Nobody is more grateful for last week to come to a close than inevitable 2016 GOP presidential candidate Jeb Bush.
It all began last Monday when the former Florida governor answered his first question about the Iraq war. A question he would answer more times than it takes to summon Beetlejuice before he got it right.
Appearing on Fox News’ The Kelly File, host Megyn Kelly was the first to bring up the issue:
Kelly: “On the subject of Iraq, very controversial, knowing what we know now, would you have authorized the invasion?”
Jeb Bush: “I would have and so would have Hillary Clinton, just to remind everybody, and so would almost everybody that was confronted with the intelligence they got.”
“I don’t know how anyone could look at that question and not – his brother even said in his own book that he would have done something differently,” potential 2016 GOP candidate Rick Santorum responded during a Republican National Committee meeting days later.
It sounds like Jeb needs to read more because Hillary Clinton also tackled the subject in her recent book, Hard Choices:
“I thought I had acted in good faith and made the best decision I could with the information I had, and I wasn’t alone in getting it wrong, but I still got it wrong. Plain and simple.”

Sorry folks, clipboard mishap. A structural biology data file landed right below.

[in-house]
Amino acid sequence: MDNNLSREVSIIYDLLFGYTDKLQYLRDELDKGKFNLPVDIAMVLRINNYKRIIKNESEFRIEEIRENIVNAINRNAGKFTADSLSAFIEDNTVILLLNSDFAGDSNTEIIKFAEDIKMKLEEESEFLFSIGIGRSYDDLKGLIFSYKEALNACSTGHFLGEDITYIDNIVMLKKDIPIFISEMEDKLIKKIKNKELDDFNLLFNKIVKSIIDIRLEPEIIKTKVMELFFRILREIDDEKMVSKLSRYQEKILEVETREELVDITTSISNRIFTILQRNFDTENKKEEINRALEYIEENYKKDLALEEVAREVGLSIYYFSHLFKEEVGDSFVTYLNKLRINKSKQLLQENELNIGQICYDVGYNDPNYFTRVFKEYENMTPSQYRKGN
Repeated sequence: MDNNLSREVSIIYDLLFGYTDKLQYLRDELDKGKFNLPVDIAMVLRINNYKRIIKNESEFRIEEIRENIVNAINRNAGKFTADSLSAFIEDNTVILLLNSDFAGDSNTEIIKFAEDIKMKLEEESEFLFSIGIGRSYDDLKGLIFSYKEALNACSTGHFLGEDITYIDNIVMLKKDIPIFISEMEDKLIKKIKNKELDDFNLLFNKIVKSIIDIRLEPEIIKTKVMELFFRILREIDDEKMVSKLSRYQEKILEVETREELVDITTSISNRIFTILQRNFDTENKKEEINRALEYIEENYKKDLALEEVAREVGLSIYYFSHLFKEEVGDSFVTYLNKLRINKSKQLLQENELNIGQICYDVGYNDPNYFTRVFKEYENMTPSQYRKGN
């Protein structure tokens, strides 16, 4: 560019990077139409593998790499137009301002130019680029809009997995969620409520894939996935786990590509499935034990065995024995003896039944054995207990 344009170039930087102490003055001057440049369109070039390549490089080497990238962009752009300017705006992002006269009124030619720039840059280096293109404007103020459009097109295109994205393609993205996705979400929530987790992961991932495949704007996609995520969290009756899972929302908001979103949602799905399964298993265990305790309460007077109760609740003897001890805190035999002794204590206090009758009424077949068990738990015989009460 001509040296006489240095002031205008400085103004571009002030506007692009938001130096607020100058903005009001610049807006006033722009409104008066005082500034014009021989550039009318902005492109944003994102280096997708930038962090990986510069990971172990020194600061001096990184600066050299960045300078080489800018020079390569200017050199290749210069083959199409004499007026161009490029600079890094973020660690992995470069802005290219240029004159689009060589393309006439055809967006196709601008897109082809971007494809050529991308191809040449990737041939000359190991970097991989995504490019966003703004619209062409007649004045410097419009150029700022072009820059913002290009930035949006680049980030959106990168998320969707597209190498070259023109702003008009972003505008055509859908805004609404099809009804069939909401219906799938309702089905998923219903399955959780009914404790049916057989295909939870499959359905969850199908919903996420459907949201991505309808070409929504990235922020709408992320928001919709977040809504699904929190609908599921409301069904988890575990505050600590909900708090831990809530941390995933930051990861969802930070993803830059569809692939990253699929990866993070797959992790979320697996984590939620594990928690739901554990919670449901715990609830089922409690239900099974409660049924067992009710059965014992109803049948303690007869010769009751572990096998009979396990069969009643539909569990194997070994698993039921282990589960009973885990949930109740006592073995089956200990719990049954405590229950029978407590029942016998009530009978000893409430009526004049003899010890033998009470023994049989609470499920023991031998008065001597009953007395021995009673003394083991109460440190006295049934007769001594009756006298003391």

In a follow-up question with Kelly, Bush acknowledges the intelligence leading to war was “faulty,” yet he still doesn’t retract his support of authorization.
The next day, Bush began his damage control tour on Sean Hannity’s radio show, admitting he misinterpreted Kelly’s question. He quickly then erases any goodwill created as if it were on a chalkboard in this ending exchange:
Hannity: “In 20-20 hindsight, you would make a different decision?”
Bush: “Yeah, I don’t know what that decision would’ve been, that’s a hypothetical.”
At this point, I have to believe a hamster in a ball is simply rolling over a pad with random answers and the Bush advisors use whichever response on which the hamster stops.
On day three, Bush responds again to the issue of Iraq during a town hall meeting in Nevada. This time, incorporating the nation’s service men and women:
“Going back in time and talking about hypothetical, ‘what would have happened, what could have happened,’ I think does a disservice for them. What we ought to be focusing on is what are the lessons learned.”
Bush goes on to explain the two lessons learned from Iraq are “make sure you have the best intelligence possible” and “have a strategy of security.” Essentially, the exact opposite of what his brother did (although he can’t bring himself to say that).
Bush concludes with:
“I respect the question, but if we’re gonna get back into hypotheticals I think it does a disservice for a lot of people that sacrificed a lot.”
Really? Call me crazy, but I think responding to a hypothetical that gives you the opportunity to acknowledge grave mistakes were made and they would not be repeated under your administration is a great service to the troops.
Day four, Bush appears at an Arizona town hall meeting: